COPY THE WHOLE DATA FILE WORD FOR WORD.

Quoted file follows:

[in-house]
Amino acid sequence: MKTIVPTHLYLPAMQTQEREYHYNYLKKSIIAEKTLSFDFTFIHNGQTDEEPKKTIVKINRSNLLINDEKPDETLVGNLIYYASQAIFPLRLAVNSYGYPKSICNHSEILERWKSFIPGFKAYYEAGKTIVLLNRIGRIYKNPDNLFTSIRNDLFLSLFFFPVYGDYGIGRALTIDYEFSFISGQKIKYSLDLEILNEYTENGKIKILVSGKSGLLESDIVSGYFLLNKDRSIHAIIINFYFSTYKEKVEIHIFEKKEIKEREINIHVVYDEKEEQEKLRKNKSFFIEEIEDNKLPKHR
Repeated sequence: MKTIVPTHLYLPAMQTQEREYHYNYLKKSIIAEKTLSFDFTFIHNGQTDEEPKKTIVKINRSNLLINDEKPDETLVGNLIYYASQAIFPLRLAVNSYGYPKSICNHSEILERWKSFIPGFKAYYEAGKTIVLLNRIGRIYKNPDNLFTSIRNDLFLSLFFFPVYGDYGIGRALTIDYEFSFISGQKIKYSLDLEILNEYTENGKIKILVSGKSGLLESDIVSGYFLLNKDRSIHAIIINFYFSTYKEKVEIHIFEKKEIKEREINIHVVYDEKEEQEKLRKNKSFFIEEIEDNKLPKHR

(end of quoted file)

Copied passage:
[in-house]
Amino acid sequence: MKTIVPTHLYLPAMQTQEREYHYNYLKKSIIAEKTLSFDFTFIHNGQTDEEPKKTIVKINRSNLLINDEKPDETLVGNLIYYASQAIFPLRLAVNSYGYPKSICNHSEILERWKSFIPGFKAYYEAGKTIVLLNRIGRIYKNPDNLFTSIRNDLFLSLFFFPVYGDYGIGRALTIDYEFSFISGQKIKYSLDLEILNEYTENGKIKILVSGKSGLLESDIVSGYFLLNKDRSIHAIIINFYFSTYKEKVEIHIFEKKEIKEREINIHVVYDEKEEQEKLRKNKSFFIEEIEDNKLPKHR
Repeated sequence: MKTIVPTHLYLPAMQTQEREYHYNYLKKSIIAEKTLSFDFTFIHNGQTDEEPKKTIVKINRSNLLINDEKPDETLVGNLIYYASQAIFPLRLAVNSYGYPKSICNHSEILERWKSFIPGFKAYYEAGKTIVLLNRIGRIYKNPDNLFTSIRNDLFLSLFFFPVYGDYGIGRALTIDYEFSFISGQKIKYSLDLEILNEYTENGKIKILVSGKSGLLESDIVSGYFLLNKDRSIHAIIINFYFSTYKEKVEIHIFEKKEIKEREINIHVVYDEKEEQEKLRKNKSFFIEEIEDNKLPKHR